Whether  you make your own colours or buy pre tinted Mod Podge, your first step is to get the inside of your bottles covered. You can do this by adding a generous amount of glue/colour to the inside of the bottle and swirling it around inside until it is covered. Try to get as far up the neck as possible so you get consistent colour all the way up. Do this to each bottle. Whether you use the same, themed or different colours is up to you. If you’re making your own colours, remember that you can change your one batch of colour just by adding other colours of food colouring to change the tints. You’ll either need to follow the directions in the previously mentioned tutorial for baking the wine bottles, or you will need to let them dry overnight (sitting on the mouth of the bottle to get maxiumum air flow) After they’re dry, if you want to add any stencils or glitter, now is the time.

The original poster used a light fixture like this. They didn’t use the switch on the cord, and cut the cord before that point since they manually are wiring everything together.

The wiring was cut about 2 feet from the bulb socket base, but you can do them longer or shorter based on the needs of your space. If there is a switch on your fixture, you can cut below it if you aren’t using it. Above if you would like to keep it.

Run the cut end of the cord up through the neck of the bottle so that the bulb socket fits nicely in the taper.

Expose the ends of each of the wires using your wire cutters to peel away the plastic coating (there will be 12 wires, hot and a neutral for each lamp or 18 if the kit is wired for a ground). This tutorial used a room that already had a simple ceiling fixture on a wall switch. This made it easy to take down and I just used the existing junction box and cover plate from the old light to mount my wine bottle chandelier. With the wall switch OFF (throw the service breaker for extra safety) take down the old ceiling light and find the white (neutral), black (hot), and green (ground) wires. Pull them down out of the box and make sure you have enough room to go back with the new wire bundle you’re going to create.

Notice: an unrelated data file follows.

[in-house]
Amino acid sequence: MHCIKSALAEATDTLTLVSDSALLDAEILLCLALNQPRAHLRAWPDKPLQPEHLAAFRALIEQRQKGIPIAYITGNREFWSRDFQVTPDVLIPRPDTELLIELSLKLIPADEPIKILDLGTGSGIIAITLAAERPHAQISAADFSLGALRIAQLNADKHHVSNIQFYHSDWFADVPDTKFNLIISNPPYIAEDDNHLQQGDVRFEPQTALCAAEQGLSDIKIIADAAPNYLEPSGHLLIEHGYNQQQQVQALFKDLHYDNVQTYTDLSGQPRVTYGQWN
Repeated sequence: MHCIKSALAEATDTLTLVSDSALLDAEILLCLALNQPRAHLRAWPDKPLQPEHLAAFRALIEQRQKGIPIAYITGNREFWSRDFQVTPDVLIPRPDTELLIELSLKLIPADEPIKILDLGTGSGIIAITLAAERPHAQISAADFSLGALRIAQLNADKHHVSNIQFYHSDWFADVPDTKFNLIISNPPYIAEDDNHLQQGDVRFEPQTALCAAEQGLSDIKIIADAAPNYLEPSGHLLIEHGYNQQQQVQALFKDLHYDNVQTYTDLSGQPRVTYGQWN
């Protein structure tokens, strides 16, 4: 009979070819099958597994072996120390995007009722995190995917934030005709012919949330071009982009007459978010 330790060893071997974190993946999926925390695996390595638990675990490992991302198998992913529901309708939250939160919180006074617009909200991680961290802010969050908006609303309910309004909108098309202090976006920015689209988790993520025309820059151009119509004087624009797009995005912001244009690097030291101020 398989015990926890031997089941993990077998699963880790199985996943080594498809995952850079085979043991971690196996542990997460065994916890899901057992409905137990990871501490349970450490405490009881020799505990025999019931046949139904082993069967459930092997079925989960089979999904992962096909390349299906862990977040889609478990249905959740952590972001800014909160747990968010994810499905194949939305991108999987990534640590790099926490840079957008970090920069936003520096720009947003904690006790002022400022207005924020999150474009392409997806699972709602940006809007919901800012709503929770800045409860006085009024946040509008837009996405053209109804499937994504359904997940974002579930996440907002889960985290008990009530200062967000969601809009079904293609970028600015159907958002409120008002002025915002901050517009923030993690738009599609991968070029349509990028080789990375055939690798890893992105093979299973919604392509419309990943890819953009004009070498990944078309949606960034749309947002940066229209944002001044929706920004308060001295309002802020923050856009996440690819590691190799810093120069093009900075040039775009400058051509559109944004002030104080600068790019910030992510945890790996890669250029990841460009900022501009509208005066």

Next, combine all the neutral wires from the lamp kits together into one pigtail. Do the same for the hot and the ground if present. Use some electrical tape to help hold them all together while you get ready to connect them to the junction box. Using an appropriately sized wire nut, connect the white pigtail of the lamp kit to the white (neutral) wire from the ceiling. DO the same with the Black (hot) and ground (green, if present). Carefully push the wires up into the junction box and allow the weight of the lamps to be carried by the bundled lamp cords over the junction box support bar.

Slide the fixture cover you used from the old light up into place to cover everything.

You should be able to flip your switches and bring light! Hope you enjoyed this tutorial and remember to work safely with any electricity!

Happy crafting.

~Megan


Recycled Gifts to Warm the Heart

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Happy Sunday, all!

There is only one week left until the big holidays hit so if you still have some gifts to find, I have a few suggestions that are not only budget and environmentally friendly but also rather thoughtful. First up is a tutorial to help you make a nice new pair of warm mittens out of old sweaters:

Just think about how many mittens could be made out of some thrifted ugly sweaters!

Just think about how many mittens could be made out of some thrifted ugly sweaters!

Even if you don’t have many older sweaters to use, the second hand stores (pun intended) should have plenty in all kinds of awesome patterns. One sweater usually has enough fabric to make a few pairs of mittens OR you could use this tutorial to make a matching hat.

So now that you’ve made some gifts to keep warm outside, I think an inside warmer is in order. Let’s make sure that it’s fun and stylish, too! A tea wreath is a cute present for those tea drinkers in your life:

This may also help to get rid of some of that excess tea in the cabinets. Or is that just me?

This may also help to get rid of some of that excess tea in the cabinets. Or is that just me?